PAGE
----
Police are currently investigating the circumstances surrounding the discovery of an improvised shotgun and ammunition, which were found on Friday at a shack at Mango Landing in Region 10 (Upper Demerara-Berbice).Reports are the gun and ammo were found at about 08:15h after officers from E Division (Linden-Kwakwani) acted upon information. A search was conducted and the improvised 12-gauge shotgun and 10 live cartridges were subsequently unearthed.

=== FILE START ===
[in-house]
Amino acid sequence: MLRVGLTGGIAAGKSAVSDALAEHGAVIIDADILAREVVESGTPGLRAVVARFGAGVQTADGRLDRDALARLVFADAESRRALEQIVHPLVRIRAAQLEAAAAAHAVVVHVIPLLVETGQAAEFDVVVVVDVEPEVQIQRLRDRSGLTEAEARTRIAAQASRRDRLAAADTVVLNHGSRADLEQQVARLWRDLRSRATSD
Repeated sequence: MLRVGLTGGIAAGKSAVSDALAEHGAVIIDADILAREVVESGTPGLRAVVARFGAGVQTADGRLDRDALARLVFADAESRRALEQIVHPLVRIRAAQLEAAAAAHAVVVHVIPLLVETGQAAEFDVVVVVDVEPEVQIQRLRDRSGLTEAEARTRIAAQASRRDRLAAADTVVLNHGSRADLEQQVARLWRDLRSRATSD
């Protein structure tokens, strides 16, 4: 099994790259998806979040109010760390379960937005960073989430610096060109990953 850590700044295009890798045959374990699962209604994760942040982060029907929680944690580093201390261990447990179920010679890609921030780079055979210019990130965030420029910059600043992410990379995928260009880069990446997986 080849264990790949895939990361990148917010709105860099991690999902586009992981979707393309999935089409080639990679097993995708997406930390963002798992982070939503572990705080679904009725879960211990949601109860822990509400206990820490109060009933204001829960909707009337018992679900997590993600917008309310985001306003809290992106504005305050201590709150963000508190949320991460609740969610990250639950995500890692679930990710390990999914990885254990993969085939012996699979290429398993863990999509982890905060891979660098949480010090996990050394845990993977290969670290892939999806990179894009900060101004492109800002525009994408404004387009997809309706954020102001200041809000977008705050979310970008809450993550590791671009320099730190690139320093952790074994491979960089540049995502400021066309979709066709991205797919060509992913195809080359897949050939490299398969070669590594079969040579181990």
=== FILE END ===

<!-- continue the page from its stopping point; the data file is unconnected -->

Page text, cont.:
SHERMAN OAKS – Twenty-two years old, confident and charming, Rafael Vega took his mom’s recipes and a small business loan and opened a restaurant that bore his name. This was 50 years ago today, back when Mexican food didn’t show up on every corner, before the average American knew words like enchilada and margarita. His dad had run a nightclub and he had some formal schooling, but Vega was basically a gutsy kid who lived in Burbank, gambling that people would enjoy the food he ate at home. “My father was behind the bar, my mother was waiting tables and I was at the door,” Vega, now 72, remembered. “We just wanted a little family Mexican restaurant.” And, as it turned out, a lot of people wanted to come to that little family Mexican restaurant called Casa Vega. In 1956, Vega worked as many as 16 hours a day, never really giving it a thought. He learned to work the room, to shake hands and laugh deeply in that way that makes people feel like they’re at home, even in the company of strangers. AD Quality Auto 360p 720p 1080p Top articles1/5READ MORE11 theater productions to see in Southern California this week, Dec. 27-Jan. 2He worked hard, but he was lucky, too. Luck always ran in the family. His uncle Alejandro went to sea as a cook in 1939 out of San Pedro and bought two tickets in the Irish Sweepstakes while on leave in Gibraltar. When he reached port back home, he was a millionaire, and fronted the money to Vega’s dad to start Casa Caliente on Olvera Street. After 18 years, the family closed the joint and went to work for Rafael, a dapper dresser everyone called Ray. He kept working, introducing people to an Americanized version of the food he’d grown up with. Within five years, he’d paid off his loan and made a lot of friends. And important friends, at that. “You know, Cary Grant, back when Dyan Cannon was pregnant, I was working the door,” Vega said. “I said to him, `Mr. Grant, I really appreciate your business, but this is the fifth time this week you’ve been in here.’ He tells me, `I don’t really care for Mexican food, but when she’s eating the food here, Dyan isn’t such a pain in the … neck.”‘ Vega’s got a lot of stories like that, like the time he got drunk with Marlon Brando, or the quiet, polite way Dean Martin would come in to hang out. “Brando got very possessive,” Vega said. “One time, this guy was giving my aunt a hard time at the door. So Brando got up and he told that guy, `You’d better get out of here’ – and he did.” That’s always the way it has been at Casa Vega, where the lights are so low and the drinks so strong, you never really know what famous person is shrouded off in the corner booth. Was that Tom Cruise and Patricia Arquette? Maybe. Brad Pitt? Perhaps. Jessica Simpson? Possibly. More likely, it was someone like Tamara Ortiz. She’s not a celebrity; she’s a title insurer. She and her friend Gayle Slade come so often, they don’t even have to say the restaurant’s whole name anymore – a simple `CV?’ text message from one is enough to bring the other in a hurry. “There’s certain things in life that you can count on and Casa Vega’s one of them,” Ortiz, 41, of Studio City, said. “It’s truly like a vacation in your own hometown. You can be here all day, all afternoon, all night.” “Not that we’ve ever done that!” laughed Slade, a Sherman Oaks Realtor. “It’s like coming home to family here – Tony the bartender, Rosie the waiter, Ray the owner.” To the restaurant’s fans, of which there are plenty, no superlative seems too great. The chicken enchiladas aren’t just good, they’re the best in the Valley. Antonio Navarro doesn’t just make a mean margarita, he’s the best bartender in the world. The food isn’t just tasty, it’s better than you’d find even in Mexico. Vega privately disputes that, but he’d never tell his patrons. “From time to time, we’ve tried things like pozole or menudo, but our clientele doesn’t buy that,” he said. “It isn’t what I like, it’s what the customer likes. We go through 100 cases of tequila a month to make the margaritas. They’re not the way I’d make them, but the customers sure like them that way.” And that’s what has kept him in business all these years – that, and the way he works the crowd. Waggling his lush eyebrows, slapping backs, purring hello in his rich, velvet voice, he hits every table in the room. Even when the wait for a table is stretched out past an hour and everyone’s packed in, Vega makes sure they don’t really mind. When the tequila is flowing and the chips come basket by basket, reality loses its hard edge and everyone seems to laugh. “It doesn’t matter what time of day it is, it’s always the same time in Casa Vega,” said Leslie Gerard, a 42-year-old personal manager who grew up eating at the place and still drives from Manhattan Beach at least once a month. “As soon as someone says Casa Vega, I’m there.” All this has made Vega a wealthy, respected man. He’s sat on corporate boards, gotten his picture taken with President Nixon, served as the honorary consul general of Mexico. And he has given back, employing workers for decades and establishing leadership programs to encourage young Latinos to work and go to college. He’s at an age and comfort level where many people would retire and relax, but Vega still checks in five days a week and plays an active role in the business. When his daughter Christina returns from maternity leave, he’ll hand some things over to her. But he never plans to stop working the room, just like he did when he was 22 and dreaming. “People come up and say, `Thanks for being here,”‘ he said. “But it’s the other way around. I should be thanking them.” email@example.com (818) 713-3738160Want local news?Sign up for the Localist and stay informed Something went wrong. Please try again.subscribeCongratulations! You’re all set!Read More